Friedrich von Hayek

Friedrich von Hayek
(1899 - 1992)

Austrian-born British economist noted for his conservative views and criticisms of the Keynesian welfare state. In 1974 he shared the Nobel Prize for Economics with the Swedish economic liberal Gunnar Myrdal.
Hayek studied law and psychology, then economics, at the University of Vienna, receiving a doctorate in 1923. After studying at New York University (1923-24), he became director of the Austrian Institute of Economic Research and then in 1931 moved to London, where he held positions at the University of London and the London School of Economics and Political Science. In 1938 he became a naturalized British citizen. From 1950 to 1962 he was professor of social and moral science at the University of Chicago. Upon reaching retirement age, he accepted a chair at the University of Freiburg, retiring in 1968.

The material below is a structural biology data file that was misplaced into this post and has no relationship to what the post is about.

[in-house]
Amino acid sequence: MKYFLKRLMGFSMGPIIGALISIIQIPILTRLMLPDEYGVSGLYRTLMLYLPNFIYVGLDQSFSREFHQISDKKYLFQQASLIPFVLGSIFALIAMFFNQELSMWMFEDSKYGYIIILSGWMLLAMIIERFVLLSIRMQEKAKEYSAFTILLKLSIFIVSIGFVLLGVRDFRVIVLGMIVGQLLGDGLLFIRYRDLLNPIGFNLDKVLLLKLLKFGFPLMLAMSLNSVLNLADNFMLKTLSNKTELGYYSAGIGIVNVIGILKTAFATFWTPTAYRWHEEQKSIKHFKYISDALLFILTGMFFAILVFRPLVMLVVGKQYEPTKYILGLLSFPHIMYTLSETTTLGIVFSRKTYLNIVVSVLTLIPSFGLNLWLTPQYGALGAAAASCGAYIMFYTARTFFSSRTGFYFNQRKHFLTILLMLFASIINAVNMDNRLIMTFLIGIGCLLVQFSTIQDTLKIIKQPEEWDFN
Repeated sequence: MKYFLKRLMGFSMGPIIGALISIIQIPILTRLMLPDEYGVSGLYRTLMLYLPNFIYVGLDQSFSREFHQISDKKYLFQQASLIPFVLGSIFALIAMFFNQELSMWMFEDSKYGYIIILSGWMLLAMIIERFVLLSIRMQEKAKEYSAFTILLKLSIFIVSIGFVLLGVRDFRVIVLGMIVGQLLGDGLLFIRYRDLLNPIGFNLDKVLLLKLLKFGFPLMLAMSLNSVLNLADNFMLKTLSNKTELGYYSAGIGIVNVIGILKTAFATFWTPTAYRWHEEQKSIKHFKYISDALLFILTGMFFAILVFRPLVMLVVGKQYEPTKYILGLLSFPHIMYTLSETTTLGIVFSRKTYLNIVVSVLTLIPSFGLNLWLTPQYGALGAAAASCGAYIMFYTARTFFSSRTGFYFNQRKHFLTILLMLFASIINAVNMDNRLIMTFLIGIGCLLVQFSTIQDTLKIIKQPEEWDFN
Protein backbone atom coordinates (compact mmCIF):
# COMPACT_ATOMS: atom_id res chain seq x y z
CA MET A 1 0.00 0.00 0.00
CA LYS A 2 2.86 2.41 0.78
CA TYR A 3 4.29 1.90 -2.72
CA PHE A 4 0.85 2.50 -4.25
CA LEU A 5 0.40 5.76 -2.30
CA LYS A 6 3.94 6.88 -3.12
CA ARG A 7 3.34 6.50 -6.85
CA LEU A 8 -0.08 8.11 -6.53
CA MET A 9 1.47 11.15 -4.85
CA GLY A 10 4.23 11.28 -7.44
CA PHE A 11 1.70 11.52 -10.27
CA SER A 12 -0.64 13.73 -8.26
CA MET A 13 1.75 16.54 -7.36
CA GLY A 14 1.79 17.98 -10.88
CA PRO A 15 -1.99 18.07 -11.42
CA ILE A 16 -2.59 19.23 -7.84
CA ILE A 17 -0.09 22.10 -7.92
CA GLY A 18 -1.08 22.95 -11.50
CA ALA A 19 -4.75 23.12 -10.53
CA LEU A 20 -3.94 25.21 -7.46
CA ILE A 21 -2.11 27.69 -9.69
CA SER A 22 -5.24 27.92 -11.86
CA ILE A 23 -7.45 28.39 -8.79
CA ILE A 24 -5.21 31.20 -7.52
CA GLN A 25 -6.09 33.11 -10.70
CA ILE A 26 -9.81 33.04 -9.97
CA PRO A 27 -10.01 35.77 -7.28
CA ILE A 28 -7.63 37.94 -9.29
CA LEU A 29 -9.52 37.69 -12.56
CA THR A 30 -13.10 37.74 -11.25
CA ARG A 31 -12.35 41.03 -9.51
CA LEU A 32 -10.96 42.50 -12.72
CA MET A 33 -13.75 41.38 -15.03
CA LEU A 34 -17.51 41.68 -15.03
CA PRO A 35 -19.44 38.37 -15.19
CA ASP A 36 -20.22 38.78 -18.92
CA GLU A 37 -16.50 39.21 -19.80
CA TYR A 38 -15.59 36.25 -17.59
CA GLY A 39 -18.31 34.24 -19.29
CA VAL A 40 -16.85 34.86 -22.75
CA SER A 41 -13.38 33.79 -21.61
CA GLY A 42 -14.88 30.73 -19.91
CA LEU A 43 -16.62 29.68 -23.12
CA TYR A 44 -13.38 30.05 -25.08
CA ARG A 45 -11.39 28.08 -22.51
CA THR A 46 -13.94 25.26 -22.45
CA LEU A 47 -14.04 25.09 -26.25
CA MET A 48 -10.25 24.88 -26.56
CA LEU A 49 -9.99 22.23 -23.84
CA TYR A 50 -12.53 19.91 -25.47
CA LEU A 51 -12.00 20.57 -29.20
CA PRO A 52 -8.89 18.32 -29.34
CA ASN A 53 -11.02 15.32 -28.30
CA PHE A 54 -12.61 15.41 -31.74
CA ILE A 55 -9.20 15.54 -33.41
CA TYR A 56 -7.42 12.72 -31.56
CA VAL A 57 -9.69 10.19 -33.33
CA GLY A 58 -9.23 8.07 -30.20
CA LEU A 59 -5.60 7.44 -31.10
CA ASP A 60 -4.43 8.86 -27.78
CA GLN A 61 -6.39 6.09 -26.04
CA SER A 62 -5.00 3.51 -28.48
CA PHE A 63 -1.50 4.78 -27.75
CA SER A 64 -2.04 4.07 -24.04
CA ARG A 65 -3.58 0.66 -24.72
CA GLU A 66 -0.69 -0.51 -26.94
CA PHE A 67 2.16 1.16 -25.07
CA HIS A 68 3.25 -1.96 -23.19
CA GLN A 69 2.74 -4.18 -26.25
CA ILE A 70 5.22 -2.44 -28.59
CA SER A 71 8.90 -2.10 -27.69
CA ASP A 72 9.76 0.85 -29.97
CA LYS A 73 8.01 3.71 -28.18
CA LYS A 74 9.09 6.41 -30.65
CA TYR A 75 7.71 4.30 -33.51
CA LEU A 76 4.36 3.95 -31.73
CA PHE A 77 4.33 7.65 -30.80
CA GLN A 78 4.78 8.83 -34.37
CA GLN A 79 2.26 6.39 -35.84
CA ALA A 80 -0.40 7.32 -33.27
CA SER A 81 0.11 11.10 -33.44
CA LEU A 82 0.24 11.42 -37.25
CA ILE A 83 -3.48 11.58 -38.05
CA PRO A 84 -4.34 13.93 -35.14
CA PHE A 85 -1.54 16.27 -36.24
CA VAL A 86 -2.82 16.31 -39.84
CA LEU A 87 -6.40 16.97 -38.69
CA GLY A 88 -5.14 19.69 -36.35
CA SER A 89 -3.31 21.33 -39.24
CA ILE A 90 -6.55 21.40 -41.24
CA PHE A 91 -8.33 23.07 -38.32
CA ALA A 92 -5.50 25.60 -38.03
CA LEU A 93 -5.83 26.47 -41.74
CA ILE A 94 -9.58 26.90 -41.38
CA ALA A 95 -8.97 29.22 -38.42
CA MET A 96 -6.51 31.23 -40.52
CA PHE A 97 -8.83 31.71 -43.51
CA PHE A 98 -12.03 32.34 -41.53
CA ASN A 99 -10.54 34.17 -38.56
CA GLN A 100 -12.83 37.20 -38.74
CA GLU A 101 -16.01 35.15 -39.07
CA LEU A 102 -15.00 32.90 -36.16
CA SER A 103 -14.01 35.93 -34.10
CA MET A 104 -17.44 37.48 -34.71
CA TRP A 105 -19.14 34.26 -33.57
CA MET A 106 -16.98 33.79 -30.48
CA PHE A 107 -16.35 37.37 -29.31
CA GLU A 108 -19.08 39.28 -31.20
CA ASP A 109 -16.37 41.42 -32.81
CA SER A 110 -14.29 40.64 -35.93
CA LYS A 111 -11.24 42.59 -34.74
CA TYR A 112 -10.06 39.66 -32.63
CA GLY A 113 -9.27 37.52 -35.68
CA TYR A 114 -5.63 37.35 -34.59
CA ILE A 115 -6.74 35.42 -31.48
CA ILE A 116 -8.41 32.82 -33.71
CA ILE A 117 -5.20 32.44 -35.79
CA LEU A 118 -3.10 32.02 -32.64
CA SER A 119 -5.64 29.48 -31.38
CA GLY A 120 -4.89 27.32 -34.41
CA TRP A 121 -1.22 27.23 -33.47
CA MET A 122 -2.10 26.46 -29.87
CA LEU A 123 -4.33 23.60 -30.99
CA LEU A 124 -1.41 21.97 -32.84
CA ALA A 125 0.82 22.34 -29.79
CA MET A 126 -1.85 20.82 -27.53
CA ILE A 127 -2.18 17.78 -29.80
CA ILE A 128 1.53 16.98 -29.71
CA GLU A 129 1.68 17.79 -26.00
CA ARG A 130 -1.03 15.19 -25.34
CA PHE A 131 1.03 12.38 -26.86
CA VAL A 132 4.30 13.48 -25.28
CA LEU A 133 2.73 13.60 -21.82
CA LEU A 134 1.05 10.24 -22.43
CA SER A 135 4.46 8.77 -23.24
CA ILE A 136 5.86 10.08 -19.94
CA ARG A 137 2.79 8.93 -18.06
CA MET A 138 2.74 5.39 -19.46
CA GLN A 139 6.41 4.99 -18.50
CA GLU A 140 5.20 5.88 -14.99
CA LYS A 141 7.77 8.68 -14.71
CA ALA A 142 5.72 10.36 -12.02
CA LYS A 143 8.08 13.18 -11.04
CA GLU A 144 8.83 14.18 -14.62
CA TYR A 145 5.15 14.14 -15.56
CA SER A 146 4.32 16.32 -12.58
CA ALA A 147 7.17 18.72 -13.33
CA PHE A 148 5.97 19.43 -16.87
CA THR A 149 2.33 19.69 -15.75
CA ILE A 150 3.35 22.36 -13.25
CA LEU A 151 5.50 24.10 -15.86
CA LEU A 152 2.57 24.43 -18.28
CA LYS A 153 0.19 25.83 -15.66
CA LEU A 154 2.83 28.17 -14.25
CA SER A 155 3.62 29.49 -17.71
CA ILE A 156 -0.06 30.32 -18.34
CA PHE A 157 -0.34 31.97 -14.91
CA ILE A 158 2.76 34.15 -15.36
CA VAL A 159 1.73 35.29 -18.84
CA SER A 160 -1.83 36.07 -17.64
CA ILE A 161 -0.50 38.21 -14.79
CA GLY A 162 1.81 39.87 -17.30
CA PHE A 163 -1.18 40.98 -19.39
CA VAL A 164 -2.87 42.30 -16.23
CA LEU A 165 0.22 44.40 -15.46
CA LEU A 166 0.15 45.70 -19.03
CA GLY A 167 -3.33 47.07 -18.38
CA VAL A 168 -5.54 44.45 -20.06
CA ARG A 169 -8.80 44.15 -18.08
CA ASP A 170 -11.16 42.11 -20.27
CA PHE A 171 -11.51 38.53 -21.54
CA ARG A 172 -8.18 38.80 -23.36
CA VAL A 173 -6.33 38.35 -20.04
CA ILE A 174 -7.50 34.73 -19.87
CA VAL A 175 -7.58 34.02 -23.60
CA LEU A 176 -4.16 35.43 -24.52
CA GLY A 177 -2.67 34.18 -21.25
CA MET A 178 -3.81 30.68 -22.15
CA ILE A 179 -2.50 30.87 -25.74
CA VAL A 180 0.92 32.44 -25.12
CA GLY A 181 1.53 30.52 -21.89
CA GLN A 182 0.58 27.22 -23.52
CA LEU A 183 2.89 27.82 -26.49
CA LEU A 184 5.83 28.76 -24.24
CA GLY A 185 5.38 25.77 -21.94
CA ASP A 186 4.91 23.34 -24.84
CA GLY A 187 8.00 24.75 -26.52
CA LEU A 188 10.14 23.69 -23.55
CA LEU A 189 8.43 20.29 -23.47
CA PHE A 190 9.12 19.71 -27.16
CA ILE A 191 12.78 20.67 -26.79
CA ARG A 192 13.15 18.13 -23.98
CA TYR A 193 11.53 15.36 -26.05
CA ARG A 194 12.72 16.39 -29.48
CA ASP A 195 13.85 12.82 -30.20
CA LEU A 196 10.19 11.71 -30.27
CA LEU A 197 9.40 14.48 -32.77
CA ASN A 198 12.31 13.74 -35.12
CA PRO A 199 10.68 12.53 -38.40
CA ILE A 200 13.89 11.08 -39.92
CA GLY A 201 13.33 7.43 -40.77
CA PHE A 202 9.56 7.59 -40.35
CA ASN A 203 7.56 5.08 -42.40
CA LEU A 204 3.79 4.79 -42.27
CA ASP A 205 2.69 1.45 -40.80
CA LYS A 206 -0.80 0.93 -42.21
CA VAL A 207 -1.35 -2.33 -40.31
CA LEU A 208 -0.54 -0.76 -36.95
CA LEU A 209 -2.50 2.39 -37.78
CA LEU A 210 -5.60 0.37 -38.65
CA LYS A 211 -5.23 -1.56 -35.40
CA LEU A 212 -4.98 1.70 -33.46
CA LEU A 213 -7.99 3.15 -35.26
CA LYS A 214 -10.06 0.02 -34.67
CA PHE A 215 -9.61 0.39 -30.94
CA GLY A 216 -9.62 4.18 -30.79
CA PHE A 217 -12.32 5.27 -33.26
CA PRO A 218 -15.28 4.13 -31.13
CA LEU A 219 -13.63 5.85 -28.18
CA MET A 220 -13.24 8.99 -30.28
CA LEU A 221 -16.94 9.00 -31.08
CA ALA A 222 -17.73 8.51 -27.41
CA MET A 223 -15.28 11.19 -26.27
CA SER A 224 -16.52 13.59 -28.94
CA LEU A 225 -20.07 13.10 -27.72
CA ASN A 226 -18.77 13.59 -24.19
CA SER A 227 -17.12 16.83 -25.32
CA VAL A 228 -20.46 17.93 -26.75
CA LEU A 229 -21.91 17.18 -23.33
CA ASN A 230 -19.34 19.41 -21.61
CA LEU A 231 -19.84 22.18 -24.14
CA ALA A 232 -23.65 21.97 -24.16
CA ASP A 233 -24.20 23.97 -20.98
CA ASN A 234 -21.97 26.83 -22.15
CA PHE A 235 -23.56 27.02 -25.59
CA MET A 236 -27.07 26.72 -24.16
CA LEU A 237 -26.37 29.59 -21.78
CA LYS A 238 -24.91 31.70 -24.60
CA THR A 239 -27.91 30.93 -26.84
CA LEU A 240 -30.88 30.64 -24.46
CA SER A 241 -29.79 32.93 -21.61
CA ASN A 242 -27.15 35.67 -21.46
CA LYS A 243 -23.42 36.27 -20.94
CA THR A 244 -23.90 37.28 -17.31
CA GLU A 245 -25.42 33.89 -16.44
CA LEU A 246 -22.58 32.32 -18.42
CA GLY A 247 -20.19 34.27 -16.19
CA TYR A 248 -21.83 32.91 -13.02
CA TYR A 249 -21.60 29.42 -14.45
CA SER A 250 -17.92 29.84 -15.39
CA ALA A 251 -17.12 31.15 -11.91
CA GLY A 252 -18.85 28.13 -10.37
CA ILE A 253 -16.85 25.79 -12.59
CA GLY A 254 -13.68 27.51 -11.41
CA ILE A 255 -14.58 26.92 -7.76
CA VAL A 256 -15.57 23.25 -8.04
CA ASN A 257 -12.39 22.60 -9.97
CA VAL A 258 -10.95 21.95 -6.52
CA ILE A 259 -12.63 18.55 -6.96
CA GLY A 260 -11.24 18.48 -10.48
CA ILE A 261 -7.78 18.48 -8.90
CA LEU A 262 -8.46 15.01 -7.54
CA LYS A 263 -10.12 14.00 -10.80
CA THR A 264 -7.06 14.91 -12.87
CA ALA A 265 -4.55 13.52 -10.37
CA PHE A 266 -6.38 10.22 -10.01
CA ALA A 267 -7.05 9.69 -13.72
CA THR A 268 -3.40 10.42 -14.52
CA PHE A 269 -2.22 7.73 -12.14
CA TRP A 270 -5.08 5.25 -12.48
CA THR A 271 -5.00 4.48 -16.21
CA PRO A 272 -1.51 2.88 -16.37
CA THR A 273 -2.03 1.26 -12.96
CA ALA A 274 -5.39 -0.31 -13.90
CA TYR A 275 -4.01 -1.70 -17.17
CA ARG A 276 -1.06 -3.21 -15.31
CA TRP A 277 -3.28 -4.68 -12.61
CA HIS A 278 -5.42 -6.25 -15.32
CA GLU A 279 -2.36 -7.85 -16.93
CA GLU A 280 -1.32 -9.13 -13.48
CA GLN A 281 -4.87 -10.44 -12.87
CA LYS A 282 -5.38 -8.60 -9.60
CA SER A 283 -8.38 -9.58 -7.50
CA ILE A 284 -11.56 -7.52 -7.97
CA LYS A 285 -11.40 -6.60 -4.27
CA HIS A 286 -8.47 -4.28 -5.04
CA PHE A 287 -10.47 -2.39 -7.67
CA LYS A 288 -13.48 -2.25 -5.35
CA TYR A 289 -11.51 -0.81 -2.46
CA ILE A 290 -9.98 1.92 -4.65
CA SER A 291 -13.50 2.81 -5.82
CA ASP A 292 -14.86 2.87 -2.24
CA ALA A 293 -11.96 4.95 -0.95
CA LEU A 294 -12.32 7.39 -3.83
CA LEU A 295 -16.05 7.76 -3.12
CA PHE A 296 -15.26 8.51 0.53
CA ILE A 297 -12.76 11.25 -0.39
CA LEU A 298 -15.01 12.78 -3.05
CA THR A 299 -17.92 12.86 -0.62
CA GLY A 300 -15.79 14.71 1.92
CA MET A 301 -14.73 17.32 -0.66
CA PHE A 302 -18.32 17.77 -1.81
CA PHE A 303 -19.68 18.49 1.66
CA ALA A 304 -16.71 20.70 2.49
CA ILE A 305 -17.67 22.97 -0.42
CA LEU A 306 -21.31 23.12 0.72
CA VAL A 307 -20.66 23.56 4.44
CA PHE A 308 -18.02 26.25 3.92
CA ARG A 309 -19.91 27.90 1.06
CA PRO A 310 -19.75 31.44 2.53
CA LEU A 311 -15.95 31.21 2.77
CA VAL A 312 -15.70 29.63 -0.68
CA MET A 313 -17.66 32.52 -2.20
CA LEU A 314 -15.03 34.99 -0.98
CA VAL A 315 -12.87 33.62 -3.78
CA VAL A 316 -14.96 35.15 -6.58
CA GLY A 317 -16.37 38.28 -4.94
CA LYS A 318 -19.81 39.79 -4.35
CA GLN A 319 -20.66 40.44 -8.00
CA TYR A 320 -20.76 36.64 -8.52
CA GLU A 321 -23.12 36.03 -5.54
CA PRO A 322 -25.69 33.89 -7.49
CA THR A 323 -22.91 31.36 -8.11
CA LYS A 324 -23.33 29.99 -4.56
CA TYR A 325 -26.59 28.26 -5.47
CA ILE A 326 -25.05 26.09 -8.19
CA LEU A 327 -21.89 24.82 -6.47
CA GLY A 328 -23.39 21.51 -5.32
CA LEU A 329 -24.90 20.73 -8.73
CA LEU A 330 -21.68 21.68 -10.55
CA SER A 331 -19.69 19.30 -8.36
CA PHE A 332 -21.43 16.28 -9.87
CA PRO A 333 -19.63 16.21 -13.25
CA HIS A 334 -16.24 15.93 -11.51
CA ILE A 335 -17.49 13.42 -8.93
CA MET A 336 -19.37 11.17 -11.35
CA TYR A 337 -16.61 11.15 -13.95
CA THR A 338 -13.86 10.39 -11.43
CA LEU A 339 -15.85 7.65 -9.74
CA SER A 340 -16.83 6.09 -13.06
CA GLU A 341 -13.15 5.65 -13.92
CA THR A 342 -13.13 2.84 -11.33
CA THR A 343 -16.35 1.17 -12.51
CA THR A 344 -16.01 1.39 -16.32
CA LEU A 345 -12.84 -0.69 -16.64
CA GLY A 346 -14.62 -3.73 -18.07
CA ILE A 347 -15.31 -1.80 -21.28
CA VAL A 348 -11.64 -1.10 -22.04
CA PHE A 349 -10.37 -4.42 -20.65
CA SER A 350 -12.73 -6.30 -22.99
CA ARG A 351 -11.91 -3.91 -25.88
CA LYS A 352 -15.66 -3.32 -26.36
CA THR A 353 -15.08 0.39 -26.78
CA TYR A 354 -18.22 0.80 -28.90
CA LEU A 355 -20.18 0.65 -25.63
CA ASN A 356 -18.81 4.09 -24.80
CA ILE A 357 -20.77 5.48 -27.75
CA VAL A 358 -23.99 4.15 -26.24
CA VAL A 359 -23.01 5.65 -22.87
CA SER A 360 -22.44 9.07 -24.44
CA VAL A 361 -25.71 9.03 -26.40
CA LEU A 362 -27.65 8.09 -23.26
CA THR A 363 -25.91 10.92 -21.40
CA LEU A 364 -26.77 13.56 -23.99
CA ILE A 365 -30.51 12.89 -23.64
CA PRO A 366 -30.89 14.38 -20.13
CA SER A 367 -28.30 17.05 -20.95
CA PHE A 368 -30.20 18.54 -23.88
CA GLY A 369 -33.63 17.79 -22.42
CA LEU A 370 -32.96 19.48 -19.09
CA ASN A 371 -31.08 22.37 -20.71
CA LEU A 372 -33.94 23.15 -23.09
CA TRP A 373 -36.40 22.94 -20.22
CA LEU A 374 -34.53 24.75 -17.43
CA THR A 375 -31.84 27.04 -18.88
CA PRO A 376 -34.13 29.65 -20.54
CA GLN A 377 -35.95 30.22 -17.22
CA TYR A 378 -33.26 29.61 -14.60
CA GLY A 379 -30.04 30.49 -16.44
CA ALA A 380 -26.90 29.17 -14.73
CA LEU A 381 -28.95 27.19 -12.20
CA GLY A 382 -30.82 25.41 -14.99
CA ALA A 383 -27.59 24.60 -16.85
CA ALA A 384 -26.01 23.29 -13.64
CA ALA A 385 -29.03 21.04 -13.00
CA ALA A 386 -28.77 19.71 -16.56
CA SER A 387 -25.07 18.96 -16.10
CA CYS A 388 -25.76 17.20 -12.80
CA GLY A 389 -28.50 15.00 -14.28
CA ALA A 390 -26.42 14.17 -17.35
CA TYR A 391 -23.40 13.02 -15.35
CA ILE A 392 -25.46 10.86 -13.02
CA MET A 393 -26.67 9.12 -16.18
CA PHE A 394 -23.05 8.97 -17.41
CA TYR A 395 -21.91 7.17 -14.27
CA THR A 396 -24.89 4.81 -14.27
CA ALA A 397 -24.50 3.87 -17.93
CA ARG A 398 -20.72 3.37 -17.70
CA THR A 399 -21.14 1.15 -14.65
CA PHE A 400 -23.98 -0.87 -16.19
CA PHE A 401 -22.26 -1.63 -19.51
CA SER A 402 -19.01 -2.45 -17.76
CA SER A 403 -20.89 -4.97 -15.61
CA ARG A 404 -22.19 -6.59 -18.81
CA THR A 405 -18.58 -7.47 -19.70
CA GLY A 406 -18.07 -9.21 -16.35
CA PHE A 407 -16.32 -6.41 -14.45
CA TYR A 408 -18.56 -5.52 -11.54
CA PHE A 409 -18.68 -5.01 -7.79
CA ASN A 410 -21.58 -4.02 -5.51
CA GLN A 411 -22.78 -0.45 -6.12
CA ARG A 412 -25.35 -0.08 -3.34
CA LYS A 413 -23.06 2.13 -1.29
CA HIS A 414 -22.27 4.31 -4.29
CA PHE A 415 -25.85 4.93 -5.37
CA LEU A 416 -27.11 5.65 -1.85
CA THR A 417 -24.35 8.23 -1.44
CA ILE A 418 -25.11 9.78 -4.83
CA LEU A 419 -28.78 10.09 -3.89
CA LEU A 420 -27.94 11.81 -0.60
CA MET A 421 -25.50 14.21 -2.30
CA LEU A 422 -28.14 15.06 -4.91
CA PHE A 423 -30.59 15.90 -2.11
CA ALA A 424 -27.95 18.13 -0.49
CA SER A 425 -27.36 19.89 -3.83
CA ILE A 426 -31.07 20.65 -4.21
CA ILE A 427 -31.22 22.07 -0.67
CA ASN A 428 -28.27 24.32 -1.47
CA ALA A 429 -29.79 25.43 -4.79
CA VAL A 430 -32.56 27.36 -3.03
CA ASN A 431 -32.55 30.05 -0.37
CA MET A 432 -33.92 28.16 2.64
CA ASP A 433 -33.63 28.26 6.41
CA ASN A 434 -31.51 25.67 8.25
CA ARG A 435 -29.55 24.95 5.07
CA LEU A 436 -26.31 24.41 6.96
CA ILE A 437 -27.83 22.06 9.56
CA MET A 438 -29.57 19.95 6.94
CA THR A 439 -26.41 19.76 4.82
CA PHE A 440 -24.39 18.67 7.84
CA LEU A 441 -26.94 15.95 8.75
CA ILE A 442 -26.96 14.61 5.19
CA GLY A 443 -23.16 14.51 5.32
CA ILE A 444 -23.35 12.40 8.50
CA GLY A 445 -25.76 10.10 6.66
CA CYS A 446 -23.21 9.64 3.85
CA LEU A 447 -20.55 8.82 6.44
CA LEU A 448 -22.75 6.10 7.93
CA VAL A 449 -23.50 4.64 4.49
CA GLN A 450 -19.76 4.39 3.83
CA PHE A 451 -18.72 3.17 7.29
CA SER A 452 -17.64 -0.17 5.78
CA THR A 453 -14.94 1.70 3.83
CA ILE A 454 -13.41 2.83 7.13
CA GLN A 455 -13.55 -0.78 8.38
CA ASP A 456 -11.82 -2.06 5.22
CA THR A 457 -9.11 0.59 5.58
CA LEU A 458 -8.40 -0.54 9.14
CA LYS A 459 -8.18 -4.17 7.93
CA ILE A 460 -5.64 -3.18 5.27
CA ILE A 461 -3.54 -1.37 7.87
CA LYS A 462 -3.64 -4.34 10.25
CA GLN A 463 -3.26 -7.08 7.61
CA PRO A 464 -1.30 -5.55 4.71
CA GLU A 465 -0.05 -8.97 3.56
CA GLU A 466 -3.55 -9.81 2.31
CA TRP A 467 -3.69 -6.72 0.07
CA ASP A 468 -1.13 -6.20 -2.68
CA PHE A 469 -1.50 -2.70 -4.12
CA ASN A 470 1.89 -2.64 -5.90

Hayek's conservative thesis was that governmental control of or intervention in a free market only forestalls such economic ailments as inflation, unemployment, recession, or depression. In 1944 he suggested in The Road to Serfdom that mild piecemeal reforms and governmental manipulations inevitably lead to the kind of ultimate domestic disaster that paves the way for totalitarian takeover by a Hitler. Hayek's other works include Prices and Production (1931), The Pure Theory of Capital (1941), The Constitution of Liberty (1960), Law, Legislation, and Liberty (1978), and Unemployment and Monetary Policy: Government as Generator of the Business Cycle (1979).

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